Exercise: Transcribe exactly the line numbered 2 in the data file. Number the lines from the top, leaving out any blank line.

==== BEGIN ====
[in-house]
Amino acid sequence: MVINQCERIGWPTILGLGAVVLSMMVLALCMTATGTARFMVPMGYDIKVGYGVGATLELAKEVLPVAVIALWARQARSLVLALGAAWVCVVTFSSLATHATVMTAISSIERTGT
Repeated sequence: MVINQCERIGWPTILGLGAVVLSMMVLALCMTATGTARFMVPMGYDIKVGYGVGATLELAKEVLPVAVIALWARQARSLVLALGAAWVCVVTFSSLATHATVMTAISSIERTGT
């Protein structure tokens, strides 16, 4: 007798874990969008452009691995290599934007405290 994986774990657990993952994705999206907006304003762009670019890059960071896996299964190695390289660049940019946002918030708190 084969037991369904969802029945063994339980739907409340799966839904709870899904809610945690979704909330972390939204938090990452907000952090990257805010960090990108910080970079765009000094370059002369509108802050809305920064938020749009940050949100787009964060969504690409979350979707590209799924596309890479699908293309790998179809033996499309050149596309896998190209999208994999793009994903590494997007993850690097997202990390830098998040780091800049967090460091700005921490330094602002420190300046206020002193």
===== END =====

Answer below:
Amino acid sequence: MVINQCERIGWPTILGLGAVVLSMMVLALCMTATGTARFMVPMGYDIKVGYGVGATLELAKEVLPVAVIALWARQARSLVLALGAAWVCVVTFSSLATHATVMTAISSIERTGT